Faced with such difficulties, Buzasi saw the tracking telescope aboard WIRE as ideal. Plus it is faster for this purpose than many ground telescopes, including the world's largest, the 10-meter Keck Telescope in Hawaii.

"A two-inch aperture above the atmosphere can be better than ten meters below it," he said.

Scientists first observed periodic vibrations or solar quakes on the sun in the 1960s, and today they have a very detailed knowledge of its regular pulsations. These vibrations are like the ringing of a bell, and the longer the period the deeper into the sun's interior the pulsation reaches. By studying the brightness fluctuations at many frequencies, it is possible to reconstruct the interior composition and movement all the way down to the core. The field of helioseismology has provided nearly all that's known today about the internal composition of the sun, its internal rotation and dynamics.

"This is the only way we can see inside a star, and thus the only way to test various models of the interior of the sun," Buzasi says.

For the past thirty or more years, astronomers have been trying to measure similar periodic vibrations in stars. To date, asteroseismology has succeeded with fewer than 50 stars, all of them atypical, unstable and rapidly pulsing stars, or with white dwarfs, which can have very large oscillations in brightness.

Now that Buzasi has been able to measure vibrations in a normal star, he is collaborating with astrophysicists at Yale, who have created a computer program to model stellar evolution.

Demarque and colleague David Guenther, associate professor of astronomy at Saint Mary's University in Halifax, Nova Scotia, have been building models of stellar interiors for years in hopes of getting data like this for comparison.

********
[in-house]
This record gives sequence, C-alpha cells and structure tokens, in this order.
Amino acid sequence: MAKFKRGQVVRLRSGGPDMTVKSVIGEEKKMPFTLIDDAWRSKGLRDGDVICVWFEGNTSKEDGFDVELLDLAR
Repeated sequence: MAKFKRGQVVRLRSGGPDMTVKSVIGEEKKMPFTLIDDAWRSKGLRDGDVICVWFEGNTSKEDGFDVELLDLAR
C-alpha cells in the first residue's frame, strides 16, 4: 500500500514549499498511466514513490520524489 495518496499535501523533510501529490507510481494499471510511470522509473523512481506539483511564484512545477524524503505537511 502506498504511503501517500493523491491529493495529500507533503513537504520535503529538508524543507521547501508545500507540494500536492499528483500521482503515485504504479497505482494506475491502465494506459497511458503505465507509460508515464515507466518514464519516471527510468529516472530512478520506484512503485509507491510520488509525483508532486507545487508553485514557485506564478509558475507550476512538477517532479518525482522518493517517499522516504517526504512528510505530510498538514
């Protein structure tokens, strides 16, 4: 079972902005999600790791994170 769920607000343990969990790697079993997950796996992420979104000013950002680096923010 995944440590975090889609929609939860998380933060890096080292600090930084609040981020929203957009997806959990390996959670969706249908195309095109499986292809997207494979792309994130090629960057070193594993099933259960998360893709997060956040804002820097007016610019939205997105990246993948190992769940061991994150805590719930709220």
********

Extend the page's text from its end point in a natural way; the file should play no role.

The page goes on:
"We calculate the evolutionary track of stars from their beginning until it matches their current observed brightness and temperature," he said. "With alpha Ursae Majoris we weren't too optimistic, but we were able to reproduce most of the vibration modes he (Buzasi) observed."

Demarque, Guenther and Buzasi estimate the star's mass at 4.25 times that of Earth's sun, with a precision far greater than could be obtained by other means.

The masses of most stars are unknown. Only when they are part of a binary star system, as is alpha Ursae Majoris, can astronomers use the principles of mechanics to estimate their masses. Alpha Ursae Majoris was estimated before to be between four and five times as massive as the sun.

"With Derek's data we derived the mass independently. That's exciting!" Demarque said.

WIRE, put together by scientists at the Jet Propulsion Laboratory in Pasadena, was launched by NASA March 4 into a perfect orbit. It was outfitted with a 30-centimeter, cryogenically cooled infrared imaging telescope designed to gather information on "starburst" galaxies, those in which rapid star formation is taking place. It also was to study infant galaxies known as protogalaxies. Scientists had expected to detect at least 50,000 galaxies during a four-month survey of the sky.

Unfortunately, the telescope was somehow uncovered early and the solid hydrogen needed to cool the telescope evaporated in the heat of the sun. Without the ability to cool the infrared telescope, it was useless. The mission was declared a failure March 8.

When Demarque was asked recently by a senior advisor to NASA whether it was worth the money to let Buzasi continue to use the WIRE telescope, he was unequivocal.

"It is well worth a million dollars," he said. "Derek has made his point, his observations have been successful beyond all expectations."